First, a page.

The Mariners and Rays completed a five-player trade

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It’s been a busy offseason for the Mariners, who began restructuring their infield and outfield platoons last weekend after they acquired Danny Valencia from the Athletics. On Friday night, they confirmed a five-player deal with the Rays that sent infielder/outfielders Richie Shaffer and Taylor Motter to Seattle and first baseman Dalton Kelly and right-handers Dylan Thompson and Andrew Kittredge to Tampa Bay.

Neither Shaffer nor Motter have extensive major league experience, but Mariners’ GM Jerry Dipoto appeared grateful for the depth and flexibility the pair will bring to the 2017 roster. Over two seasons with the Rays, Shaffer primarily operated as a backup first and third baseman during the second half, batting a cumulative .213/.310/.410 in 142 PA that looked nothing like the 30-homer, .243/.338/.445 output he generated in two seasons and 778 PA with Triple-A Durham. Motter was another recent call-up for the Rays in 2016, and batted a dismal .188/.290/.300 in May and June before getting demoted to Triple-A for the remainder of the season. Despite his struggles on the major league stage, his experience at nearly every position (except for center field) will lend the Mariners more versatility heading into the 2017 season.

The Rays, meanwhile, will receive three minor league prospects from the Mariners in return. Right-hander Dylan Thompson heads the group as the Mariners’ fourth-round pick in the 2015 draft and No. 22 overall among the club’s 2016 prospect pool. Injuries kept him out of the minor league circuit in 2016, though he made a brief late season comeback in the Arizona Fall League.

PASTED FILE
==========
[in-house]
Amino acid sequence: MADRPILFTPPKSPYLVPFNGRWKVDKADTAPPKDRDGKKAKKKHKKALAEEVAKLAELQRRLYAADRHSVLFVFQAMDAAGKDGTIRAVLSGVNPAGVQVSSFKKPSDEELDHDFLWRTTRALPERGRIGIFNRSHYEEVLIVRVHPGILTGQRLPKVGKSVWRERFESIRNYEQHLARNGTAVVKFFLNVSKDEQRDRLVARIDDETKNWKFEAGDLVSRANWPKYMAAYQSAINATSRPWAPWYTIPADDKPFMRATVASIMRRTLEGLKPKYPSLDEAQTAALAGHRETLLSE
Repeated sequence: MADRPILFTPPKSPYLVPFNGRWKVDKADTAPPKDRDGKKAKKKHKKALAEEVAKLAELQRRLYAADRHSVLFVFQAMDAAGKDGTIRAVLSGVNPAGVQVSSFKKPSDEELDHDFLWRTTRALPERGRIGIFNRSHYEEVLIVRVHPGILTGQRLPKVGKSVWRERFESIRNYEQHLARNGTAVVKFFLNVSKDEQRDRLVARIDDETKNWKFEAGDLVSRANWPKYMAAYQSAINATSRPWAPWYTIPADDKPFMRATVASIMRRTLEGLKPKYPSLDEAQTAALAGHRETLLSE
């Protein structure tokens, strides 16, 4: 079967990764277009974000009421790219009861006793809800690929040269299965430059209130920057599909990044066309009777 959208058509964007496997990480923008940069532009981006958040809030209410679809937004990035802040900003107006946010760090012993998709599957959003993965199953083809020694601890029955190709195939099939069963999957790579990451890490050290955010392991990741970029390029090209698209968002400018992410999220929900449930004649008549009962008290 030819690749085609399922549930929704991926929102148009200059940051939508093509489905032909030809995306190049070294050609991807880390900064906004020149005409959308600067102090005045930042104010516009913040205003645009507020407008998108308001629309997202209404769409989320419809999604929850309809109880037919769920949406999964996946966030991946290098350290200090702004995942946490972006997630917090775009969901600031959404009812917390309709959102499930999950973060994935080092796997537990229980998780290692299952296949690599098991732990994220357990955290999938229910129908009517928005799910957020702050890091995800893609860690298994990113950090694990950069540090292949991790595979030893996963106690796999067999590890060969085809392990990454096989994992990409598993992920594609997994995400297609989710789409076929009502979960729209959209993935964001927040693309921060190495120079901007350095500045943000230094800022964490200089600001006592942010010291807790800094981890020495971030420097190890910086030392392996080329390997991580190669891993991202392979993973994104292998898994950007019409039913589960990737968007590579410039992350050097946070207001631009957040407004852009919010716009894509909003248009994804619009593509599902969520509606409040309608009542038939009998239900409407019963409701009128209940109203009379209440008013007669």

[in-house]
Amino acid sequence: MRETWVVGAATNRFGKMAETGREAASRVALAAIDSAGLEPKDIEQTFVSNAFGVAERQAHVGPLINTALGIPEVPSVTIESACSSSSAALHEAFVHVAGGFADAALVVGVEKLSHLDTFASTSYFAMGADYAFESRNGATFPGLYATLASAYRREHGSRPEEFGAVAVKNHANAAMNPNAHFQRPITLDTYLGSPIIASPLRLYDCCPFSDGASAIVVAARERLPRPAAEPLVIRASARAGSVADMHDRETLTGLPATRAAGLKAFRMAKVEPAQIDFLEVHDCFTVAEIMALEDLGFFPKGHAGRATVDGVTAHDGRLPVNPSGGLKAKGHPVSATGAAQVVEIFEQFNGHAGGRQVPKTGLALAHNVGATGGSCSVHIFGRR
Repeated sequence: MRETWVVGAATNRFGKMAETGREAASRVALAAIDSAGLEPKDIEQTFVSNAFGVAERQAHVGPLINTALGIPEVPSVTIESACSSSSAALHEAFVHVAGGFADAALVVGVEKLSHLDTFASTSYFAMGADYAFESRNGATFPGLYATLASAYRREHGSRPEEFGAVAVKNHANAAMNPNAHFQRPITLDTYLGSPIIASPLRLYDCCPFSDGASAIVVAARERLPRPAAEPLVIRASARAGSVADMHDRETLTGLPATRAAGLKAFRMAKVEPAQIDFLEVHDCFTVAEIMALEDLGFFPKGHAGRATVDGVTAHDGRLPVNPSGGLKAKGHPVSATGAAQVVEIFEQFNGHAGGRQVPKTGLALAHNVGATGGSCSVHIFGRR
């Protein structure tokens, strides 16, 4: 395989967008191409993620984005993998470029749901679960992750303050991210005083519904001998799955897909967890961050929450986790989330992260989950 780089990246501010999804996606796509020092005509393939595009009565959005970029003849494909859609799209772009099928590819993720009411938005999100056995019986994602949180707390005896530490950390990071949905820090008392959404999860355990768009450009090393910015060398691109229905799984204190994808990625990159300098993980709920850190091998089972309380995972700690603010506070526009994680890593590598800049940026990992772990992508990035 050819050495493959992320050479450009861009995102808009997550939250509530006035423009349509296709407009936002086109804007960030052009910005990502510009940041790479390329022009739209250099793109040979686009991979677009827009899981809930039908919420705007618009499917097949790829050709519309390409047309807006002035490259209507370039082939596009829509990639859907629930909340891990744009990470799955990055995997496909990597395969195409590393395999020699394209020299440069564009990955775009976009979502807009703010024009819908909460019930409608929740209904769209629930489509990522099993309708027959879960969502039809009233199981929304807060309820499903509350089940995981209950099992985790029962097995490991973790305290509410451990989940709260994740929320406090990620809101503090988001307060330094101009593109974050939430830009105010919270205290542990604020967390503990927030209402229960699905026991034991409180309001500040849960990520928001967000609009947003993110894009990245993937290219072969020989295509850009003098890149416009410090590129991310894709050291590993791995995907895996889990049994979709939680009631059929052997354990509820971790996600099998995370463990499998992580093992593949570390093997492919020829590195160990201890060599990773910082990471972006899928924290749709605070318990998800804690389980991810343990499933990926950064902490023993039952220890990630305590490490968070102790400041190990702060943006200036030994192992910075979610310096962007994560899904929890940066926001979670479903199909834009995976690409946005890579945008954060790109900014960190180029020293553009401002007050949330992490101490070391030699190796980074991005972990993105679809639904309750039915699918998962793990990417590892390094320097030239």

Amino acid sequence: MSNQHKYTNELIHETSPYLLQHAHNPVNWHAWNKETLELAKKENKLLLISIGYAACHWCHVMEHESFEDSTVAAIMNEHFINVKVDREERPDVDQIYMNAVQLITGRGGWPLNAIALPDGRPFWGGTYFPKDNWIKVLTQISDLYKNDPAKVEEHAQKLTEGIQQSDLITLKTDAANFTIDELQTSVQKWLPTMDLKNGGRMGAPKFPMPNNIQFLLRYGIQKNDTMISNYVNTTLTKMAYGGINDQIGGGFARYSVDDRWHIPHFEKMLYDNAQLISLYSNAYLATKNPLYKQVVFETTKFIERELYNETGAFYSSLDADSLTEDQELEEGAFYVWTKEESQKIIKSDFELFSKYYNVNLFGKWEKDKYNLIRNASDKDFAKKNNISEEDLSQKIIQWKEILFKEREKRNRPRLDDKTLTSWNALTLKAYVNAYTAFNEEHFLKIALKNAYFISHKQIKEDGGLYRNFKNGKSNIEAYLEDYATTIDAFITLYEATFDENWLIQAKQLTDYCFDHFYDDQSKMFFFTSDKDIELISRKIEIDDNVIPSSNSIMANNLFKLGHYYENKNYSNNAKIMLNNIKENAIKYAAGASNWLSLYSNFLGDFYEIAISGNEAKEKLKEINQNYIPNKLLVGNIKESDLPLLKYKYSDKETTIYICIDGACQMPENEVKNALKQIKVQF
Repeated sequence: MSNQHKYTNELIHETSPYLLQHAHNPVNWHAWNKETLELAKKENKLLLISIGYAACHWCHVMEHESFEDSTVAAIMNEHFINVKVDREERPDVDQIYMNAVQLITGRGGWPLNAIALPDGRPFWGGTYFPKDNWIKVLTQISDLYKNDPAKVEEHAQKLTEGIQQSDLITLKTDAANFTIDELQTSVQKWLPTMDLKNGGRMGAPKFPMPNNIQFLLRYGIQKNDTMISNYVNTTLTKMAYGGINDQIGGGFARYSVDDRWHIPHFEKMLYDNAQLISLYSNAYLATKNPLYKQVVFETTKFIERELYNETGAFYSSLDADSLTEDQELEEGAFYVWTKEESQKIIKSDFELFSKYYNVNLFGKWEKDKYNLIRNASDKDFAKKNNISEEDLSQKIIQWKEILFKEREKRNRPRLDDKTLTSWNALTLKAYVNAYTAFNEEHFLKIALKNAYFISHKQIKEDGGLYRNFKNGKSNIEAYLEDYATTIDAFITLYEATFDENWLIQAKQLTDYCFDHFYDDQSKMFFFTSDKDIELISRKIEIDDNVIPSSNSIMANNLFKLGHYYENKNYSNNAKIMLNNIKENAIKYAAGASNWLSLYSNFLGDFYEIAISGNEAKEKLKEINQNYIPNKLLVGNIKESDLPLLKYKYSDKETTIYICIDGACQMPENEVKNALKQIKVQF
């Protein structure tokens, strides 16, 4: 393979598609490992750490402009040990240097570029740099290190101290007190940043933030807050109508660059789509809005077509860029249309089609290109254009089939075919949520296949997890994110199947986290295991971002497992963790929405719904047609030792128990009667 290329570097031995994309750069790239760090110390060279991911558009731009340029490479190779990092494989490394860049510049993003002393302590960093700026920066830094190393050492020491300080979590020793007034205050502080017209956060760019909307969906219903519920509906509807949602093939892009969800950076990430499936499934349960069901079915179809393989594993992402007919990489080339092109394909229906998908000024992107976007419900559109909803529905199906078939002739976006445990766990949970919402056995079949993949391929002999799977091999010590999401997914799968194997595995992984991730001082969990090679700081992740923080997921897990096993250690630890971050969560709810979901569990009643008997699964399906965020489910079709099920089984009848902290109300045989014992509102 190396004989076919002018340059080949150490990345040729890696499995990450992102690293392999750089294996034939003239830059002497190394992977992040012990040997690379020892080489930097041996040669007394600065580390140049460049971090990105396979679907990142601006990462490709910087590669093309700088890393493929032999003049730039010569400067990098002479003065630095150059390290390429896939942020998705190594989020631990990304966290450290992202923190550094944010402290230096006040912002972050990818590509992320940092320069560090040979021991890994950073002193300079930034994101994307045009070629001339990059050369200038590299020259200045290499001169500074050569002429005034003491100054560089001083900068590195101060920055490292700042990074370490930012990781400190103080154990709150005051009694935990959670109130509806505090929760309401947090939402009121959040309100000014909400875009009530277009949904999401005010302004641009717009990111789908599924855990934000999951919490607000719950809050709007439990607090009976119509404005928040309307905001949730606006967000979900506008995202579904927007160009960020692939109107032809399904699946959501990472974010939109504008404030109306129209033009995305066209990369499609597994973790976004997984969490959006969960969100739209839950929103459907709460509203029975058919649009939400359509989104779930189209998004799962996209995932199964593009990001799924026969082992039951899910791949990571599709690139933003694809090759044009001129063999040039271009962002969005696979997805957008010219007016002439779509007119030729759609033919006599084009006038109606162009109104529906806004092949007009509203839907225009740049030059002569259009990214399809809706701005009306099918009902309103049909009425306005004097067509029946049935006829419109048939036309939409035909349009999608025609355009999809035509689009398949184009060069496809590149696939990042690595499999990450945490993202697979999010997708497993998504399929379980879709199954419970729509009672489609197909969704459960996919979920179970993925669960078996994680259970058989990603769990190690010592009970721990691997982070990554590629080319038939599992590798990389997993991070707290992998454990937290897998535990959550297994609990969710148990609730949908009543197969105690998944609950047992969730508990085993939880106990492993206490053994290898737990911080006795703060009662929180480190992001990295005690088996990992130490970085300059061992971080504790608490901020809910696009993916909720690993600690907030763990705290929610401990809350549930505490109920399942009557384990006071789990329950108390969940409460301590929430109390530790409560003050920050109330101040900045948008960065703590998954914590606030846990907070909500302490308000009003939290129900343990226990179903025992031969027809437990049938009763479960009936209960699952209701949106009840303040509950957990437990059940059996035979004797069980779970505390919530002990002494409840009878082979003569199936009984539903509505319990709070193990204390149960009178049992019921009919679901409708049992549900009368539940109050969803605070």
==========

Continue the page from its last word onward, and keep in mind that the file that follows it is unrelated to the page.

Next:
Tampa Bay will also see 26-year-old righty Andrew Kittredge, who split his season between Double-A Jackson and Triple-A Tacoma in 2016, pitching to a 3.50 ERA and 10.5 K/9 rate in 72.0 innings with the two clubs. Rounding out the group is Dalton Kelly, a first baseman/right fielder who destroyed Midwest League pitching in 2016 with a .293/.384/.416 batting line in 564 PA for Single-A Clinton. Unlike Shaffer and Motter, none of the Rays’ newly-acquired prospects appear to be major league ready just yet, though they should give the club some extra padding in the farm system.

Kinsler back with Rangers as special assistant to GM Young

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ARLINGTON, Texas — Former Texas Rangers second baseman Ian Kinsler returned to the team as a special assistant to general manager Chris Young, his teammate in the organization’s minor league system nearly two decades ago.

Young said that Kinsler, who was part of the franchise’s only two World Series teams in 2010 and 2011, will be heavily involved in player development and providing mentorship to both players and staff.

Kinsler, a four-time All-Star, was part of a World Series championship with the Boston Red Sox in 2018, a year before his retirement. Kinsler played 14 seasons in the major leagues and spent the last three years in the front office of the San Diego Padres as a special assistant in baseball operations and player development. The 40-year-old has been living in the Dallas area, as he did throughout his playing career.

Kinsler played for the U.S. in the 2017 World Baseball Classic and Israel in last summer’s Olympics, and he will manage Israel in next month’s WBC.

Young and Kinsler were teammates for several weeks at Double-A Frisco in the summer of 2004, the same year the pitcher made his big league debut. They were in big league spring training together in 2005, then Young was traded after that season.

A 17th-round draft pick by Texas in 2003, Kinsler played 1,066 games for the Rangers from 2006-13, hitting .273 with 156 homers, 539 RBIs and 172 stolen bases. He hit .311 with a .422 on-base percentage in 34 postseason games. He was inducted into the team’s Hall of Fame last summer.

Kinsler hit .269 with 257 homers, 909 RBIs and 243 stolen bases in 1,888 career games overall with Texas, Detroit (2014-17), the Los Angeles Angels (2018), Boston (2018), and San Diego (2019). He is one of only two MLB second baseman with 30 homers and 30 stolen bases in multiple seasons, and had the only six-hit cycle in a nine-inning game since 1900 on April 15, 2009.